UNCTAD and the European Union are discussing a wide-reaching technical assistance and training programme for national experts in Angola’s Ministry of Trade, worth €5.5 million ($6.1 million).
As part of its strategy of cooperation with Angola, the EU provides support to enhance the Angolan trade capacity through measures such as technical assistance to the ministry of trade, national experts, trade finance and logistics, small business development, and trade facilitation.
One component of this EU support covers “Train for Trade”, for which a larger programme with UNCTAD was signed already two years ago.
In this context, UNCTAD is preparing an implementing project. The overall goal of the four-year programme is to boost Angola’s capacity to design and implement national policies on trade, investment, and services in order that the country of 22 million people can unlock new trade opportunities outside its dominant oil sector.
“Trade is a core ingredient of growth and jobs, and falling oil prices mean oil-rich countries such as Angola need support to diversify away from oil,” UNCTAD’s Deputy Secretary-General, Joakim Reiter, said, soon after meeting with Nils Behrndt, Chef de Cabinet of Neven Mimica, European Commissioner for International Cooperation and Development.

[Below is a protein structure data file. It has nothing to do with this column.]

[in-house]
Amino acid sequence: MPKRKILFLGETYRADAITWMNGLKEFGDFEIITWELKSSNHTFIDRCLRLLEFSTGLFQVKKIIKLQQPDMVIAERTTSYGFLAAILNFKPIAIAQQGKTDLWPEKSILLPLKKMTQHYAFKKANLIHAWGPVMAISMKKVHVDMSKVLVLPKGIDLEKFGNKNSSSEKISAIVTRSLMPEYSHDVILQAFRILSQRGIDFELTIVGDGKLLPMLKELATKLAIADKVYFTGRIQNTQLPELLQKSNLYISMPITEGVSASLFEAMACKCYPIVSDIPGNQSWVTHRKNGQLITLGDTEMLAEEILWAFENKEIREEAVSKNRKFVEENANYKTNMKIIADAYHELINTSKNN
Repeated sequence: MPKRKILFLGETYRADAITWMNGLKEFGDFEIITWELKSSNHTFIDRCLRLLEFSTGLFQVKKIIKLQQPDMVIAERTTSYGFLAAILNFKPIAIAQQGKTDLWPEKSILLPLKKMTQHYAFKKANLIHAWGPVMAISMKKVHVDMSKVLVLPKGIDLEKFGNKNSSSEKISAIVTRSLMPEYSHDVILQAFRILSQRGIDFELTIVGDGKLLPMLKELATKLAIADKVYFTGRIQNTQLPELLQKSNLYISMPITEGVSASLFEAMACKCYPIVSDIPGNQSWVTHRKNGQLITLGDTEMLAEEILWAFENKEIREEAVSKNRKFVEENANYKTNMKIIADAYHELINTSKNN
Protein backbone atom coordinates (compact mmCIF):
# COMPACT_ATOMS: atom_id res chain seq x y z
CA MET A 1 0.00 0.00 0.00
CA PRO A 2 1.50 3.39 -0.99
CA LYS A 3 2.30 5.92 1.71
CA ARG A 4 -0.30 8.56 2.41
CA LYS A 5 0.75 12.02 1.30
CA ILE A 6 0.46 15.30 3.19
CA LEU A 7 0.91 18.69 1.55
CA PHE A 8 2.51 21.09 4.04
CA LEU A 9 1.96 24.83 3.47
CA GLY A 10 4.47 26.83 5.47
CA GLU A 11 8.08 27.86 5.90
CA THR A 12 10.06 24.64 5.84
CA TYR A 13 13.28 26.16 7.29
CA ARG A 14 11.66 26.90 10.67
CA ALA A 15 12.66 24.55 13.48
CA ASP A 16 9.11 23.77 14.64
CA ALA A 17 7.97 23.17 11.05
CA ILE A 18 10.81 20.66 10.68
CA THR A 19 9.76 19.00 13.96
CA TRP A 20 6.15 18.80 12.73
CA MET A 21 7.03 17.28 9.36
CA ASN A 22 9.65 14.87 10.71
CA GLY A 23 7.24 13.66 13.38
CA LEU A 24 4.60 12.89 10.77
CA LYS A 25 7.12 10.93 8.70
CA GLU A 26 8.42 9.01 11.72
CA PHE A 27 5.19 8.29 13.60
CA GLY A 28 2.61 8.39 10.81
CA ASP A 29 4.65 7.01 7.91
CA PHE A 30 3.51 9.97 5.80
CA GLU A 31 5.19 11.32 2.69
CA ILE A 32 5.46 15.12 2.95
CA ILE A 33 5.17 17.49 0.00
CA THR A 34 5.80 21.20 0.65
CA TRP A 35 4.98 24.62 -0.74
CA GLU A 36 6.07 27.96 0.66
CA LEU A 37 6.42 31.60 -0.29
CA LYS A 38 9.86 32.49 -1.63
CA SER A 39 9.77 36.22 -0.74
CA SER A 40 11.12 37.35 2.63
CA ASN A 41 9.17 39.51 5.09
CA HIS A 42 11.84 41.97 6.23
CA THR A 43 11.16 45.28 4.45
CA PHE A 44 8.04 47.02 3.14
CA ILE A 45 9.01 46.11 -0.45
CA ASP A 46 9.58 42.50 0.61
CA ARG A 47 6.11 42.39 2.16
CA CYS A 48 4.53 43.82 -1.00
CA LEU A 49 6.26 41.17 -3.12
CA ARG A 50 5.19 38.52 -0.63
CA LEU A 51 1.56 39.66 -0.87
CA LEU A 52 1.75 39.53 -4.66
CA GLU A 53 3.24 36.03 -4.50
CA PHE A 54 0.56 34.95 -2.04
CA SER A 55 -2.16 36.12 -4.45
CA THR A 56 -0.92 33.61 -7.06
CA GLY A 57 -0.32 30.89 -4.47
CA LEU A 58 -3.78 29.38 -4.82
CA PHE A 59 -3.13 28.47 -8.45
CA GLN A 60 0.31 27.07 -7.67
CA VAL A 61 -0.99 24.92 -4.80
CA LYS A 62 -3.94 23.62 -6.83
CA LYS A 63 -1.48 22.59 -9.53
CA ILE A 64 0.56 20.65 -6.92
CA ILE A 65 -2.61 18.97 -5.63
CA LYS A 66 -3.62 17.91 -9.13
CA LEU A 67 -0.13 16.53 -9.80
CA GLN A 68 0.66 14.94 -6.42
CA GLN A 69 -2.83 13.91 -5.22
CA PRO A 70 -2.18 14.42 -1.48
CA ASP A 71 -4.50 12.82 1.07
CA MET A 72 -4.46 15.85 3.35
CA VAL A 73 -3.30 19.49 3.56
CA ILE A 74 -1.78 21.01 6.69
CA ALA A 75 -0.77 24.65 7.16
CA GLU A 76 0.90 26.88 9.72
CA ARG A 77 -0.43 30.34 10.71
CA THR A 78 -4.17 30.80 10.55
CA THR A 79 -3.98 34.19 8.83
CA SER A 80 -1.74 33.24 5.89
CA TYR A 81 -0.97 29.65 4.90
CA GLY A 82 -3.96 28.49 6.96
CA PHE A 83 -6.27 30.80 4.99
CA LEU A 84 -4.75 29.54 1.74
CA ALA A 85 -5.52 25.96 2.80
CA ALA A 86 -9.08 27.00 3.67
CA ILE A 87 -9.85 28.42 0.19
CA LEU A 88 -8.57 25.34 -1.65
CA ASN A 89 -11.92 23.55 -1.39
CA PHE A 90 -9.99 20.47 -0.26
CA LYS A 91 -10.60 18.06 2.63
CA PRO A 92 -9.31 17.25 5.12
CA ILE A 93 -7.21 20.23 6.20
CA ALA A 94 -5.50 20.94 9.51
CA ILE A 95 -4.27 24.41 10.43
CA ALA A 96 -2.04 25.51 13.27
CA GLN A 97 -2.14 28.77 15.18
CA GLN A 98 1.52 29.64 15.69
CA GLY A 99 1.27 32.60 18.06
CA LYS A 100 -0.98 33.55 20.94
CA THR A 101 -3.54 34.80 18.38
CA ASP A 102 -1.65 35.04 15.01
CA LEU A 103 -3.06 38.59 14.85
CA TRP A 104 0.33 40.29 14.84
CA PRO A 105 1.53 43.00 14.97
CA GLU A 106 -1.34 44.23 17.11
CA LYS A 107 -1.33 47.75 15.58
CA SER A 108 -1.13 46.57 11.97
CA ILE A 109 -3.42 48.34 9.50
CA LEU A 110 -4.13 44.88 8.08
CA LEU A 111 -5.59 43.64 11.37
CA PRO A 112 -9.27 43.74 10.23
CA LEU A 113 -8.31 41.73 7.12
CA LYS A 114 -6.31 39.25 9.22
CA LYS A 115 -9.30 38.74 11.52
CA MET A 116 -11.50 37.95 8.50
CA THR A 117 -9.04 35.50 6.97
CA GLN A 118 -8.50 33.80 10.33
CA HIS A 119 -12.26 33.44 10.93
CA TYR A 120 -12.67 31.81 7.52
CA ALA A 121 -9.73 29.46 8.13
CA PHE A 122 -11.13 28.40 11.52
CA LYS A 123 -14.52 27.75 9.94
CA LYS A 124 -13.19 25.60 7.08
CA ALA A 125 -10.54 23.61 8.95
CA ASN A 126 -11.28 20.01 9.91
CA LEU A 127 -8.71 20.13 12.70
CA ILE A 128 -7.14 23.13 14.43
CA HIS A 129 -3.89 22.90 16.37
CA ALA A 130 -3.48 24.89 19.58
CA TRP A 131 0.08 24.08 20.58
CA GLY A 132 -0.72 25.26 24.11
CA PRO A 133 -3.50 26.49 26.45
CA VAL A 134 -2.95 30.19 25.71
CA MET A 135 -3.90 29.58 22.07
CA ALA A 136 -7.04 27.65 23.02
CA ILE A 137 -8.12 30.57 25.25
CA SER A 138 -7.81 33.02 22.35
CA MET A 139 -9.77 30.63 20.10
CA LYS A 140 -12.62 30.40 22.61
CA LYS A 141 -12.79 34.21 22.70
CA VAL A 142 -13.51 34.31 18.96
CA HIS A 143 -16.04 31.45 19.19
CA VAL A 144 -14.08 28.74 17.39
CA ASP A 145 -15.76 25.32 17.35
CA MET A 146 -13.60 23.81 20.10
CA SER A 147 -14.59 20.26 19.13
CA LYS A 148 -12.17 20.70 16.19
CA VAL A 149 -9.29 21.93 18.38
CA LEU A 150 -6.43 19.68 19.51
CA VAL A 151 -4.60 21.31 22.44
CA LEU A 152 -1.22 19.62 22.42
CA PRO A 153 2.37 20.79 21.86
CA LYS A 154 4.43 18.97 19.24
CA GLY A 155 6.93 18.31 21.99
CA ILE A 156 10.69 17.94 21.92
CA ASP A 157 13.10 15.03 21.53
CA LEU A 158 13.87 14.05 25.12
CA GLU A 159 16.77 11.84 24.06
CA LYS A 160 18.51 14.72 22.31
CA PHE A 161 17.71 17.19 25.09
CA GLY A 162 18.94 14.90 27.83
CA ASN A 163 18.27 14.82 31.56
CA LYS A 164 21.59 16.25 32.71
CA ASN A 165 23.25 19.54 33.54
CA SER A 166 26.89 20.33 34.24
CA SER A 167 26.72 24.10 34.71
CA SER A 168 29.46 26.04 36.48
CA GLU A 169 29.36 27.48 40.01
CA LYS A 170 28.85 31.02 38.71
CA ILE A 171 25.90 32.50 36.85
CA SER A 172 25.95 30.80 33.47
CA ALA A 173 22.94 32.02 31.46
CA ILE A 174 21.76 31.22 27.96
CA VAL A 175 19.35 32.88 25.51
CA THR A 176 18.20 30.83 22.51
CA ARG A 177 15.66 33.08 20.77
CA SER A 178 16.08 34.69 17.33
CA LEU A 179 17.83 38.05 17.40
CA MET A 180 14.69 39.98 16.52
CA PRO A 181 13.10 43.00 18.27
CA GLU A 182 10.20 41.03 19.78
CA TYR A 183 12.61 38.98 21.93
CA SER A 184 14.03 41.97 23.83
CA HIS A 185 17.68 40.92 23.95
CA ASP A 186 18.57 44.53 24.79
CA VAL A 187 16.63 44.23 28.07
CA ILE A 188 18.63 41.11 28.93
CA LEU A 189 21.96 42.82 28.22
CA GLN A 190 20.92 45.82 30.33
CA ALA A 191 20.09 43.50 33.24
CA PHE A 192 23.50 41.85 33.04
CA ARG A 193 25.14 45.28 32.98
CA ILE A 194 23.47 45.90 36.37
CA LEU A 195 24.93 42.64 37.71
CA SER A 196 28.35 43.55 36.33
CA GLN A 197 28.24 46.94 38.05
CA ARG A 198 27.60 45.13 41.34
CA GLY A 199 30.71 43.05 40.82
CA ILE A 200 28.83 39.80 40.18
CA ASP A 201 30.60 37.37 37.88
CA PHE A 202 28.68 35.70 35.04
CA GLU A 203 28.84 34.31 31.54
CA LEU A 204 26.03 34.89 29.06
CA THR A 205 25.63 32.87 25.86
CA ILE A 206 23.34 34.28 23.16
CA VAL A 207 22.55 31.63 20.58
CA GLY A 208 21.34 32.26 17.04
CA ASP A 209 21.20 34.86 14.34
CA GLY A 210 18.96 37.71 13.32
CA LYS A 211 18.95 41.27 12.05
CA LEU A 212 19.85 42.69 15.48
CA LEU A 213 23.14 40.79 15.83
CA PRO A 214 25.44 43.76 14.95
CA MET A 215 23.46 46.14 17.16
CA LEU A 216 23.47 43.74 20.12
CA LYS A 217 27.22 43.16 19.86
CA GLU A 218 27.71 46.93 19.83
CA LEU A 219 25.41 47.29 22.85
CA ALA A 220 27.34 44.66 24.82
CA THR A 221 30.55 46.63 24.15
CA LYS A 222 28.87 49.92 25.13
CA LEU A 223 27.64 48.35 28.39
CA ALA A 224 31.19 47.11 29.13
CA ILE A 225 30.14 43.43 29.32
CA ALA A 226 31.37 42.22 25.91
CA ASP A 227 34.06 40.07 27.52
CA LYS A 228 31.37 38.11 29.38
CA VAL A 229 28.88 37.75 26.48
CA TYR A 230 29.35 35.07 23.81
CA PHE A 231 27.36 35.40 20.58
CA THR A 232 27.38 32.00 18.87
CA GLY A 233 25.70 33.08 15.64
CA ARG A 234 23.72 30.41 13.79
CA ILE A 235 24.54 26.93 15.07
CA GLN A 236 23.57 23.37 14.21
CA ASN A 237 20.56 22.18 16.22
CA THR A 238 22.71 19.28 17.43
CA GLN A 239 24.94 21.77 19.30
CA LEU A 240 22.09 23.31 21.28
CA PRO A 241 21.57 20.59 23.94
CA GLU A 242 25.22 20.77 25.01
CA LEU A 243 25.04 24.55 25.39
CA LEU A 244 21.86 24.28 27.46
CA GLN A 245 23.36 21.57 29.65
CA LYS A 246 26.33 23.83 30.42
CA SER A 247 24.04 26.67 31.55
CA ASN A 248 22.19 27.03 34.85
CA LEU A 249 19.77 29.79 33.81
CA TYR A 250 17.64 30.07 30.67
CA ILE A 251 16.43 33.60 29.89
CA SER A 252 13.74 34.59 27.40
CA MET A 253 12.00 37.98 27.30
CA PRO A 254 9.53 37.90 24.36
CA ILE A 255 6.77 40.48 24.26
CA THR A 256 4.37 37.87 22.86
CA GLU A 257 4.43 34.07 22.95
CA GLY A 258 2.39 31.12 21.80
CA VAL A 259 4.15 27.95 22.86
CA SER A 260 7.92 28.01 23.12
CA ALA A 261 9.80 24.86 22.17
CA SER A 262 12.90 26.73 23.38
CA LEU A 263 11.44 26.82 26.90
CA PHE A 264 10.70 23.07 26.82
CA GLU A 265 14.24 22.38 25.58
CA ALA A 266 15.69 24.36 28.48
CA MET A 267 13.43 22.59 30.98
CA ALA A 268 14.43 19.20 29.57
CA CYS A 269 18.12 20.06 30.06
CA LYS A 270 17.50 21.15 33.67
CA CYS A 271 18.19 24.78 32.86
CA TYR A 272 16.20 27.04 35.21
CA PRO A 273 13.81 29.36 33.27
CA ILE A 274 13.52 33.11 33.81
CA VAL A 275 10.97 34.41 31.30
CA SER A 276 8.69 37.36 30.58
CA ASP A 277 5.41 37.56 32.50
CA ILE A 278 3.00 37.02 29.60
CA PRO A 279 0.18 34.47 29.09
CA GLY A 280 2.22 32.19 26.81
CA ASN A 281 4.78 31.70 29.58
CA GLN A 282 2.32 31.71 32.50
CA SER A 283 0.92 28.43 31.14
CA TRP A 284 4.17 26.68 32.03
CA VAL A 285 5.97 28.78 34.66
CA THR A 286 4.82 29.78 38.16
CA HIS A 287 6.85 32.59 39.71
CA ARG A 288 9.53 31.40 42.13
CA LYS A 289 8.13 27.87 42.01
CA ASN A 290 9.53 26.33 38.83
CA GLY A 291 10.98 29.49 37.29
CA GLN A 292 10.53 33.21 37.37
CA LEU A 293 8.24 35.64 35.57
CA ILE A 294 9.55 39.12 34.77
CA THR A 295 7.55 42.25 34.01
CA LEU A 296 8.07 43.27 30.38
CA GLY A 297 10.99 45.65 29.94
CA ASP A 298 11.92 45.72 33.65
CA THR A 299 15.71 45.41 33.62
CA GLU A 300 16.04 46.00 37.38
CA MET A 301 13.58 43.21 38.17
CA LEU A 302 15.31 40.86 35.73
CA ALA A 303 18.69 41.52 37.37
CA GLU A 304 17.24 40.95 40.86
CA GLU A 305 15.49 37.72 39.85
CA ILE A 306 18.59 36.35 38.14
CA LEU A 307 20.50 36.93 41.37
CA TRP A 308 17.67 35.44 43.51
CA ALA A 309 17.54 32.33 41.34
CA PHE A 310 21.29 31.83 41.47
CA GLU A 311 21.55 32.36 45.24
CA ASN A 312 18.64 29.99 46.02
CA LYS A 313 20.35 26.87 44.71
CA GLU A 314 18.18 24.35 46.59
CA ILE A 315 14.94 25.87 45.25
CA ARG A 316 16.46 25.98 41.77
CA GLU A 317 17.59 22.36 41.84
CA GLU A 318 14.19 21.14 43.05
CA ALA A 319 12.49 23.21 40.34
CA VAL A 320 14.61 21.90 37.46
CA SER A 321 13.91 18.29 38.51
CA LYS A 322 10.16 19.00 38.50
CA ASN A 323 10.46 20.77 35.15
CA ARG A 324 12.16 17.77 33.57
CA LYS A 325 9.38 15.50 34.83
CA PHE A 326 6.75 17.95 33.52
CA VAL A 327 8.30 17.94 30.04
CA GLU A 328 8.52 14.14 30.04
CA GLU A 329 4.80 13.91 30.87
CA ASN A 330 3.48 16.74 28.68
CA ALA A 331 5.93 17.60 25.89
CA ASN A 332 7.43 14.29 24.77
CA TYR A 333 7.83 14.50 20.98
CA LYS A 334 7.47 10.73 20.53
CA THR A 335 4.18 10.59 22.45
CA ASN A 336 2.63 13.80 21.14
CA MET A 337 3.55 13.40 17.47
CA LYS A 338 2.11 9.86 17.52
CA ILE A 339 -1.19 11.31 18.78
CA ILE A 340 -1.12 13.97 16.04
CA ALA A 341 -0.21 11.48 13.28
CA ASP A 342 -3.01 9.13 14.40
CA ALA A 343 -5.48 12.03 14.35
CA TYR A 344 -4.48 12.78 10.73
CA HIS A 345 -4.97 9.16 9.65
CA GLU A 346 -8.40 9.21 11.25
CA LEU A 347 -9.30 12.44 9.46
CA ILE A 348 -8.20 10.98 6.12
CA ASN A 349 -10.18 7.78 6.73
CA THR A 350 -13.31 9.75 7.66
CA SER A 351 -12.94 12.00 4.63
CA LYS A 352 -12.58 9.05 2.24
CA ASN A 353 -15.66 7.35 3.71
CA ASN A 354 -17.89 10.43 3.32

“We’re delighted to support Angola and are in close contact with the European Commission as regards their support to the forthcoming project, which ultimately will help many in Angola to trade their way out of poverty,” he added.
Set to launch in early 2017, the four-year programme, called the EU-UNCTAD Joint Programme for Angola, will train national experts on trade policy and negotiations, trade finance and logistics, small business development, trade facilitation and the scoping of non-oil trade opportunities.
“The EU is actively supporting Angola to tap the significant potential of trade for the sustainable development of the country. On training of the key personnel as one key element of this support we’re keen to cooperate with UNCTAD and await the detailed project proposal swiftly,” said Nils Behrndt, Chef de Cabinet of Neven Mimica, European Commissioner for International Cooperation and Development
The 2030 Agenda for Sustainable Development recognises that international trade is an important mechanism through which many of the specific goals and targets that have been agreed can be achieved.
The programme will leverage both the growing role of multilateral trade agreements, regional trading blocs, and the private sector too.
According to World Bank data, Angola’s oil exports accounted on average for 97% of Angolan exports over the past ten years. But falling oil prices have had an impact. In 2014, Angola’s oil exports brought in $60.2 billion in revenues to the country. In 2015, however, Angola received $33.4 billion, a 44.5% decline.